Hooked on Instagram? You're not alone.

This month Book Club members read ‘Irresistible – The Rise of Addictive Technology and the Business of Keeping Us Hooked’ by Adam Alter and it got us all thinking....


We all have the potential to be addicts. Addictions develop not as a result of a pre-disposition to becoming addicted, but rather as a result of our environment and context. Unconvinced? Consider the fact that 20% of US soldiers in the Vietnam War developed addictions to heroin as a means of coping with their unimaginable surroundings, but when they returned home 95% of them stopped using. A change of environment led to a change of behaviour. That's just one example cited in Adam Alter's new book ‘Irresistible – The Rise of Addictive Technology and the Business of Keeping Us Hooked' in which he explores addiction and how modern technology and products are designed to play upon our addictive tendencies.

Are you addicted to your phone? I think I might be to mine. The Moment app, which monitors phone usage, (installed whilst reading the book at Adam Alter's suggestion), has some pretty frightening statistics. I typically spend 2-3 hours a day on my phone, checking it on 50 to 75 occasions. It's difficult to claim I'm not addicted when I find myself repeatedly dragging down the screen to get the latest updates into my feed. Or the pangs of satisfaction I get from an Instagram picture that gets more likes than usual, the re-tweeted tweet or the well-liked Facebook post. Dopamine generating metrics pushed by the platforms to reward participation and encourage repeat usage.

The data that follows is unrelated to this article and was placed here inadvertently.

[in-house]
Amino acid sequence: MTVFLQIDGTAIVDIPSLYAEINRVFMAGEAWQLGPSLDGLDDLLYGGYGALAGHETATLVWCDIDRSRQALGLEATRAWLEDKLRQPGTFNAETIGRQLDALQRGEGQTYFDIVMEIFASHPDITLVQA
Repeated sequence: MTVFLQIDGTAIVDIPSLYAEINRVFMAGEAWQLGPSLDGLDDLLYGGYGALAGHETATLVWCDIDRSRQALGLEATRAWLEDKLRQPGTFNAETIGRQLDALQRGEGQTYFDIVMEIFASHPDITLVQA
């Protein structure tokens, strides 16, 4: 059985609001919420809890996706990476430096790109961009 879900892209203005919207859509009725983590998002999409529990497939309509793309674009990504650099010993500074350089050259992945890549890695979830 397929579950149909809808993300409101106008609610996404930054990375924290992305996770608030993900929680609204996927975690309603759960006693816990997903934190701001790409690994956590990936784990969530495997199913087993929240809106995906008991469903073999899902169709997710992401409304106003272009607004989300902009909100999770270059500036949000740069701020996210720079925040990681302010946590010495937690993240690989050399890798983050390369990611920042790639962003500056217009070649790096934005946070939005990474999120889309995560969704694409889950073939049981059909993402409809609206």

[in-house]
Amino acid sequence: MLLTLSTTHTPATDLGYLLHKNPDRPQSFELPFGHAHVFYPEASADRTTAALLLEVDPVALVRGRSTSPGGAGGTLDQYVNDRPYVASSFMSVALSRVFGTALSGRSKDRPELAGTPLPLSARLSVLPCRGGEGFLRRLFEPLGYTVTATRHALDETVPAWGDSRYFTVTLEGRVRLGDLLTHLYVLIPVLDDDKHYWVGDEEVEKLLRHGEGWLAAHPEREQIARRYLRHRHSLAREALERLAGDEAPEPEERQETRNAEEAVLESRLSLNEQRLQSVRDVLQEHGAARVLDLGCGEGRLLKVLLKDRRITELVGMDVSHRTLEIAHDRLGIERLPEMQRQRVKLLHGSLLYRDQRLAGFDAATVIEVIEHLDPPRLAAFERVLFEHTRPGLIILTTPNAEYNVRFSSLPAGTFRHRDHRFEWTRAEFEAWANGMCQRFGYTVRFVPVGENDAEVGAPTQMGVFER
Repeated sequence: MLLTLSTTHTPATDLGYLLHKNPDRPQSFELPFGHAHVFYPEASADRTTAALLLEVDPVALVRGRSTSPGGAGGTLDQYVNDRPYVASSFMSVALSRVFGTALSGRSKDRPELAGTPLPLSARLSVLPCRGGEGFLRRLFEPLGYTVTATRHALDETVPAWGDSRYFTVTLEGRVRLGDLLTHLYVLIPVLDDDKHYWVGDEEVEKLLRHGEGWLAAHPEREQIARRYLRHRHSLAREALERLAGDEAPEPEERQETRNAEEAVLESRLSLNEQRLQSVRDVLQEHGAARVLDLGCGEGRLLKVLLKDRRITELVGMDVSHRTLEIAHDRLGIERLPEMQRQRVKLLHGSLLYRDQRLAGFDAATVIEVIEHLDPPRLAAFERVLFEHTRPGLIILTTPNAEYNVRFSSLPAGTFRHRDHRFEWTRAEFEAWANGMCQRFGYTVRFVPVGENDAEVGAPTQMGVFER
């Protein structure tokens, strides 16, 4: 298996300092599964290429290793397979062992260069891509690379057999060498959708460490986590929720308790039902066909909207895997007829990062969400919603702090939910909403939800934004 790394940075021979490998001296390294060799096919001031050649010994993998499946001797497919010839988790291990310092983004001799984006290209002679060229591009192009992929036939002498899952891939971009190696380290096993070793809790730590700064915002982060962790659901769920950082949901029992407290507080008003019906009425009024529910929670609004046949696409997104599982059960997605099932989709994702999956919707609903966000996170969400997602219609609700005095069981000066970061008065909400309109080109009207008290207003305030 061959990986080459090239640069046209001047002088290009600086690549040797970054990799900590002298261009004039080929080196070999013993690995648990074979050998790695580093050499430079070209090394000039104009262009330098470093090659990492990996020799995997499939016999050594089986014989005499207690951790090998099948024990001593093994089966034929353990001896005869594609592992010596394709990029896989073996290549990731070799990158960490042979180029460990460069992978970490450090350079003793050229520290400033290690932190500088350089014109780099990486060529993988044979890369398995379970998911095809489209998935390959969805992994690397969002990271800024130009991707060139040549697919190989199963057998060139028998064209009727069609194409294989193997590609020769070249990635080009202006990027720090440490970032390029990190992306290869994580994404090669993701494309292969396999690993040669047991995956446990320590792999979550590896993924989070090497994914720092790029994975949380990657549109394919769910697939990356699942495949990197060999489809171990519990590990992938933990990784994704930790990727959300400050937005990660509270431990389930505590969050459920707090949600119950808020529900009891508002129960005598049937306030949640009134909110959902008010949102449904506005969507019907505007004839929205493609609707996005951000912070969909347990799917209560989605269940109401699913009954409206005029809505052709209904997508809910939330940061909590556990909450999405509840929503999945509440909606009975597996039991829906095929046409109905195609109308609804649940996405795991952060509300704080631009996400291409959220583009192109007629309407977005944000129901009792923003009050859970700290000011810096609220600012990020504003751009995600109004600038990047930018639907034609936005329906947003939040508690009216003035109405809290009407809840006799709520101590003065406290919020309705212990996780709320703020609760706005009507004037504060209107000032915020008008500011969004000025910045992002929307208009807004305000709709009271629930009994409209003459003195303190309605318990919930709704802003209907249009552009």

So it appears that we're all at risk of developing behavioural addictions to the devices that are rarely out of arm's reach. Concerning. Or is it? Surely, we've always sought relaxation and a means of switching off – is browsing our phones for lengthy periods simply an alternative to lengthy stints in front of the television? Or reading a book?

Irrespective of how damaging we consider all of this to be, one thing is certain: we are using our phones more than ever, and this trend shows no signs of abating. So, what does this mean for providing the best customer experiences?

A ‘mobile-first’ approach isn’t just a nice to have. A brand’s route to customers is increasingly via a 5.5 inch screen, often with a sub-optimal network connection. We need to create mobile customer experiences that wow people despite the limitations that are in place.

The assertion that behavioural addiction to technology is damaging remains open to debate. However, there can be no argument regarding the fact that for brands to survive in the modern technological landscape they must deliver fantastic experiences to consumers via the devices they use. This may require brands to break their own addictions to the ways they’ve done things in the past, and to resist the temptation to subscribe to their respective end-of-history illusions by embracing the opportunities and growth that new technologies and behaviours provide.